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Management And Training

A Little Food For Thought

March 07, 2012
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I like variety in my life, so I''m always looking for exposure or experiences that are a little different in hopes it will give me insight that is beyond what I might come across in my normal daily activities.

Plastic Microfibers In Wastewater

When I travel, I often read the local newspaper to see what''s going on and to get a feel for the area I''m visiting.

This was the case on my recent trip to Australia for the Ausclean Convention.

I read an article titled, "Plastic Fibers Increase Threat to Marine Environment."

The article explained that synthetic clothing, blankets and cleaning abrasives are a significant source of micro-plastic pieces that are accumulating in the marine environment.

Research shows that a single item of clothing cleaned in a home washing machine releases more than 1,900 pieces of microfiber per washing.

I began to wonder if hot water extraction carpet cleaning wastewater adds to this contamination and if someday we will have to further filter our wastewater prior to disposal.

Or, is this problem another reason to consider using a low-moisture cleaning process?

Carpet Damage From Vacuum Cleaner Brush

As a carpet inspector, I get into a lot of homes and businesses and see some interesting stuff.

This week, one of my claims was related to the blooming of carpet yarn tips in a new home, the claim being that the blooming was a manufacturing defect.

What I found was that when a common upright vacuum cleaner with a spinning brush is used on long bulky cut pile yarns, the action of the brush can quickly and permanently damage/excessively bloom the yarn tips.

I have seen this before with shag style carpeting, and I had one manufacturer tell me a couple of years ago that they were recommending suction-only vacuuming for long cut pile yarn carpet due to damage they were seeing.

I asked several other manufacturers if they were aware of this problem and no one claimed to have ever heard of or seen the problem.

During the inspection, I wondered if the vacuum cleaner was really the cause of the bloomed yarn tips.

So, I used the consumer''s vacuum on a sample piece of carpeting and was easily able to duplicate the damage when I vacuumed slowly or stopped.

Even with the vacuum setting on low, the damage was almost immediate and quite severe.

The good news was that I was able to trim off the bloomed yarns and restore the three damaged areas to an appearance that was acceptable to the consumer.

The bad news is that many consumers may be damaging their cut pile carpeting when they use a vacuum cleaner that has a spinning brush in the head.

The manufacturer''s consumer instructions gave no warning that a suction-only vacuum should be used on the carpet or that there was any risk of damage when using a standard upright vacuum with a rotating brush.

China Seeks Educational Cooperation

Recently, I received a press release from Lake Washington Institute of Technology (LWIT), a local technical community college, inviting me to attend a breakfast at the college with Dr. Xin Lu, vice minister of education and other delegates from the People''s Republic of China (PRC) along with officials from the college.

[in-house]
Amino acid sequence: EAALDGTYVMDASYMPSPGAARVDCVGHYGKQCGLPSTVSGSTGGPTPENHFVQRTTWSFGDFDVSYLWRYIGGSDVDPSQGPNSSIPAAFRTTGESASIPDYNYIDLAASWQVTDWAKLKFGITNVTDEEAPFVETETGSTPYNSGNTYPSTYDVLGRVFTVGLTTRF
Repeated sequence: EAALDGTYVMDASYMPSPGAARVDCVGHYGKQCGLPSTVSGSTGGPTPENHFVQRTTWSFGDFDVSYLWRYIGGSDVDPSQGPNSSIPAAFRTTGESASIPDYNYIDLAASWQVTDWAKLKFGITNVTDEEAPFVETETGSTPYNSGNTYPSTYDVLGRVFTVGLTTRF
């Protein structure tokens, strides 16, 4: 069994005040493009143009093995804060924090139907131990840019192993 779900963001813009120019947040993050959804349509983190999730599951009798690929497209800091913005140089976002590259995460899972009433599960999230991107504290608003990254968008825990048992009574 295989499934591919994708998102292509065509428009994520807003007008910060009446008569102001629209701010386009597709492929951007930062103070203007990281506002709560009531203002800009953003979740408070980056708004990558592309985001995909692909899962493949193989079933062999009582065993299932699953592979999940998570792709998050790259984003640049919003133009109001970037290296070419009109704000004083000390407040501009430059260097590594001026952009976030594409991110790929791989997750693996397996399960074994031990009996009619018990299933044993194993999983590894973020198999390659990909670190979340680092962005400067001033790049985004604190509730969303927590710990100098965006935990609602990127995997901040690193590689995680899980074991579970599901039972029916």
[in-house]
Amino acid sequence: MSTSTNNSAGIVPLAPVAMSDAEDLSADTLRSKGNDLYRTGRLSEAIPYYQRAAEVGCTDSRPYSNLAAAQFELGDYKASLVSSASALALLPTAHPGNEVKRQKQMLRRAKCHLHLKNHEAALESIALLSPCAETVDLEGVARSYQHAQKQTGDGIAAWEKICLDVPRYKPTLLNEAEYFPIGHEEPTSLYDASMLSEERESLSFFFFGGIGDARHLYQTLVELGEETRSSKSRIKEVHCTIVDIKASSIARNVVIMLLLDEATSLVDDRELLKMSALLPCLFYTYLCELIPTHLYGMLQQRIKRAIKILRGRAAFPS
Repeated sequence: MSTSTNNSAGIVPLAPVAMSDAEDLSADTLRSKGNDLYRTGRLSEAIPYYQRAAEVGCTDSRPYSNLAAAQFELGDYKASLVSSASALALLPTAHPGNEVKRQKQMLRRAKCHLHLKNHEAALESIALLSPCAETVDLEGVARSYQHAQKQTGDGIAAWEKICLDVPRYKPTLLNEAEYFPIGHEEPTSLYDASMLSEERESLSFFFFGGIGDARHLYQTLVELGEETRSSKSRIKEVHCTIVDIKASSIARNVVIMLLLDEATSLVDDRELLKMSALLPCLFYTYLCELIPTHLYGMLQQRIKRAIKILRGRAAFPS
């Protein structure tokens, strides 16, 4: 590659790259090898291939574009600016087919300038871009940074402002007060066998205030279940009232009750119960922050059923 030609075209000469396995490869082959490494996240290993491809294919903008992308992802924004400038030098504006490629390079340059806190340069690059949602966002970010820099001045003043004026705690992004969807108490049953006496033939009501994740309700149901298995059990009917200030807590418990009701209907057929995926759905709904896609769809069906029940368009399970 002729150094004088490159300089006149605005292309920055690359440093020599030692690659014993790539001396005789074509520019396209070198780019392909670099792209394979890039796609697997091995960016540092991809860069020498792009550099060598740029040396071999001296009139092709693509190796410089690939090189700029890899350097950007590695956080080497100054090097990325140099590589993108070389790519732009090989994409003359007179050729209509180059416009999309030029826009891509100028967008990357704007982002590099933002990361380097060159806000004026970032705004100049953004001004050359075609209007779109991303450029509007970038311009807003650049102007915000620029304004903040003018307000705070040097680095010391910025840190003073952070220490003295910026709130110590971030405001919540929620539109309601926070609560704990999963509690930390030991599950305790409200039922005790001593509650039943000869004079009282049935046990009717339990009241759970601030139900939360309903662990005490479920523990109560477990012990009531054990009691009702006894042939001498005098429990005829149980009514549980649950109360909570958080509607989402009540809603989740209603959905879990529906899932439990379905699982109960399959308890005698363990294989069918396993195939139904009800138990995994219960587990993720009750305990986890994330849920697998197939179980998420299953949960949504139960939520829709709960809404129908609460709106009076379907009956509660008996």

Dr. Lu explained that China is growing very fast in all industries; however, it lacks a modern and effective educational system to prepare people for all the new jobs that are being created in China.

The good Dr. proposed an exchange program at LWIT for Chinese students, instructors and administrators.

She also asked if the school could provide curriculum outlines and training materials related to software, medical, automotive and high-tech manufacturing.

Evidently, LWIT has a pretty tight relationship with Boeing, Microsoft and local medical facilities.

I made several attempts to ask Dr. Lu and others in the delegation a few questions, but when it came to answers, there seemed to be some kind of language barrier, as they rushed to tour the embalming, dentistry and building maintenance classrooms.

Dr. Lu didn''t seem to have any problem understanding when it came to answering questions about how long students took to complete a course, how they paid for it and what wage they expected to earn upon graduation.

Initially dismissive, I wondered, "Why not? We don''t manufacture much anymore, so why not a LWIT Beijing campus and maybe a University of Washington Hospital, Shanghai campus?"

Keep it clean out there.


Bill Griffin is president of the International Custodial Advisors Network Inc. (ICAN) and owner of Cleaning Consultant Services Inc. ICAN is a non-profit association comprised of industry consultants with a wide range of expertise in building management, indoor environmental and service disciplines. This network provides free janitorial and building maintenance consultation service to the industry through the Cleaning Management Institute (CMI). Comments to Griffin are welcome: (206) 848-0179; WGriffin@CleaningConsultants.com.

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